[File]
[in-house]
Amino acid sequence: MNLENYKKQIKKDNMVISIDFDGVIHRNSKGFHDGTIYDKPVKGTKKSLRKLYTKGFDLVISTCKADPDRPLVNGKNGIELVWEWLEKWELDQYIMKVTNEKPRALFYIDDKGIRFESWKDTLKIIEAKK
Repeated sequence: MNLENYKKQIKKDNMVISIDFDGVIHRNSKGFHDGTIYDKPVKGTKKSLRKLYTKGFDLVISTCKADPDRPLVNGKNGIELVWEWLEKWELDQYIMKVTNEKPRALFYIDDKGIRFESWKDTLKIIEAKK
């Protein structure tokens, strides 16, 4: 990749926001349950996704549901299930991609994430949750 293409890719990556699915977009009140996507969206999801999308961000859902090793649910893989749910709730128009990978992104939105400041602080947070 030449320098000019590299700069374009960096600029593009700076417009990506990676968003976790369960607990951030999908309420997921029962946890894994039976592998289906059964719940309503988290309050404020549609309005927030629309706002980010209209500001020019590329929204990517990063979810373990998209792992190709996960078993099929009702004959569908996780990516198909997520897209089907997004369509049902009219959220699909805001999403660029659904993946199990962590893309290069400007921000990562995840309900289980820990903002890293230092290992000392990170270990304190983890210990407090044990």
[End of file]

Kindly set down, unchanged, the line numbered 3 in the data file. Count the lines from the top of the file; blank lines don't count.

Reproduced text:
Repeated sequence: MNLENYKKQIKKDNMVISIDFDGVIHRNSKGFHDGTIYDKPVKGTKKSLRKLYTKGFDLVISTCKADPDRPLVNGKNGIELVWEWLEKWELDQYIMKVTNEKPRALFYIDDKGIRFESWKDTLKIIEAKK